Kestrel chicks: from fluffballs to fledglings

A fortunate encounter with a friendly birder on my local patch one evening pointed me in the direction of a nest of raptor chicks. I often walk past the old oak tree he described but had never thought to scan its tall trunk for nests. Packing away the long lens I had borrowed to photograph a reed bunting, I hurried off to the copse of oaks.

Hiding under the low branches of a nearby tree so I wouldn’t deter the parents from returning, I scanned the tree through my binoculars. With the hollow lit by the setting sun, I could see two fluffy chicks huddled inside. How exciting!

I watched the chicks for a while, noting their grey hooked beaks and black eyes with a yellow ring. Tawny owlets, the birder had said. I have often heard adult tawny owls calling to each other but have never seen one. An adult is easy to recognise, but I had no idea what tawny owlets looked like. I admit I was expecting a little more on the cuteness scale!

My local patch is often quiet in the evening. With no one around, it was magical to have time alone watching these young birds so new to the world. A novice with a long lens, I steadied the camera as best I could, then focused and pressed. I took quite a few photos, hoping that one might be good enough to preserve this special moment.

Looking at my photos back home, I could see why I had doubts about the owlets. Turning to Google to compare professional photos of kestrel chicks with tawny owlets, I could see the fluffy youngsters in the hollow bore more resemblance to kestrels. The next morning, I returned to my hiding place to make sure.

Quick as a flash, an adult bird flew in and out, a blur to the naked eye. I got my camera ready and waited. The parent soon returned; its grey head and chestnut back and wings specked with black are unmistakable. A male kestrel caught on camera!

Male kestrel returning to the nest
Four kestrel chicks in an oak hollow

Over the next two weeks, I watched these kestrel chicks grow, their downy feathers replaced with striking plumage more like their parents. A local wildlife photographer said there were five chicks, but I only ever saw four. He told me to keep quiet about the nest. His father had been a gamekeeper and birds of prey aren’t popular with gamekeepers, he said. I often hear pheasant shoots in the distance when I’m walking here. How could anyone persecute these birds?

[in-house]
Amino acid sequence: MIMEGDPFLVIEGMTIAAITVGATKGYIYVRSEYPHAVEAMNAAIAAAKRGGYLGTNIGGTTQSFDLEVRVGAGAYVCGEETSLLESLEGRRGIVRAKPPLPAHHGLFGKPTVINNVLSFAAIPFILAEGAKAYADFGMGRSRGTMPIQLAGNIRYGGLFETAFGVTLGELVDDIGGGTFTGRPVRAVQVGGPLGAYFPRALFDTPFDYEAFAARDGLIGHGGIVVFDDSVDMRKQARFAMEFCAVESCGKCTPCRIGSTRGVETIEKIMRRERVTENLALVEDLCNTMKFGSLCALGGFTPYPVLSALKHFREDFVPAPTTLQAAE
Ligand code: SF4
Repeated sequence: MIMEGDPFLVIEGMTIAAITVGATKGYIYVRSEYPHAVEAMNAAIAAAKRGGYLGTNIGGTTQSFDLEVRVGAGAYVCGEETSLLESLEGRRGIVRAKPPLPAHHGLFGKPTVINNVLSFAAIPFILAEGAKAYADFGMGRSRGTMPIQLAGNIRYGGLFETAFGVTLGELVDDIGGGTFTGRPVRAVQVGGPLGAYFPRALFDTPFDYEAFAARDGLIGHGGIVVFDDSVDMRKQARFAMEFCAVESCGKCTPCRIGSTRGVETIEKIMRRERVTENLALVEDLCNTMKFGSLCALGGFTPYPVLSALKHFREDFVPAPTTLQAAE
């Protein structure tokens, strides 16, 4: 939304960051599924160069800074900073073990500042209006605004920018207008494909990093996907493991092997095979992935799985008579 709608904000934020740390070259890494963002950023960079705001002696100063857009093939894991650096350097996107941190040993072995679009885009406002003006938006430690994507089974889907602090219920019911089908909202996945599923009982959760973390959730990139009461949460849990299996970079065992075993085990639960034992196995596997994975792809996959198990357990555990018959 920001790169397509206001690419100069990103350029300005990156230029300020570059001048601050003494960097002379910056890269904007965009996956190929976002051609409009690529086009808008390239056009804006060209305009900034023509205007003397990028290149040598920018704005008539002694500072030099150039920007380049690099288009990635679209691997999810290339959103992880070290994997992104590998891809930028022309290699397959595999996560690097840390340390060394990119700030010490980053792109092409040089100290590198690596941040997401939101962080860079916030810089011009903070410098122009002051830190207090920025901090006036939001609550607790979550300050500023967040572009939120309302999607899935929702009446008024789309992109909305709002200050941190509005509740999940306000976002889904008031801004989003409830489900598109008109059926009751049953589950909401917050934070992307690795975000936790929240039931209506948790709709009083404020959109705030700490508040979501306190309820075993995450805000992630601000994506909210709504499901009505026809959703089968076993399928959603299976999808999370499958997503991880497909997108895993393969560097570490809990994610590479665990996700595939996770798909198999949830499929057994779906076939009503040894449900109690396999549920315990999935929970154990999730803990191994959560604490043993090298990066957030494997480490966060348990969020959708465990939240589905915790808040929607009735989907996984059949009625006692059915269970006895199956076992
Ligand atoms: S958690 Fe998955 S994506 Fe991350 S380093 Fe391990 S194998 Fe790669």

Looking less like chicks and more like juveniles

One evening, I watched two youngsters jostle for the best spot, the smallest kestrel chick, feisty and daring, perching precariously on the lip of the hollow. The birds were looking up and the smallest was calling. Scanning the tree above the hollow, I saw another kestrel chick hopping along a branch. Out of the nest and in full view, the bird was magnificent. It made the short flight to the hollow, landing above and gripping the bark as it climbed down to one side. Like an anxious parent, I wondered what I would do if the youngster fell. Then the kestrel lunged and flapped and was safely inside!

Kestrel chicks are ready to fledge!

The next evening, the hollow was empty. Disappointed I wouldn’t see these birds again, I turned to go. But then I remembered the photographer telling me that kestrel fledglings make a short flight to a nearby tree. Sure enough, there they were in the deadwood of an oak! One fledgling flew across nettles and brambles to another oak and disappeared into the foliage. The remaining three birds flapped their wings and hopped about on bare branches before settling into a comfy crook for the night.

Two days later, the kestrel chicks had moved on. I found them in a copse across the hay meadow in the deadwood of another oak. Just shows how important it is to leave dead trees standing. That was the last time I saw the youngsters before the meadow became a noisy construction site with lorries back and forth. Workmen were setting up the stage for three days of concerts. I had hoped to enjoy a little more time with the kestrels, but that’s the downside of watching wildlife in places where people matter more.
Bon voyage beautiful birds.

If you live in North East Norfolk, the North East Norfolk Bird Club is a welcoming group of enthusiasts from relative beginner birders like me to birders with decades of experience and stories to tell. NENBC covers an area from Weymouth across to the east coast and south as far as Aylsham. The annual membership (£15), which includes monthly walks, talks and a fabulous newsletter, is a birding bargain!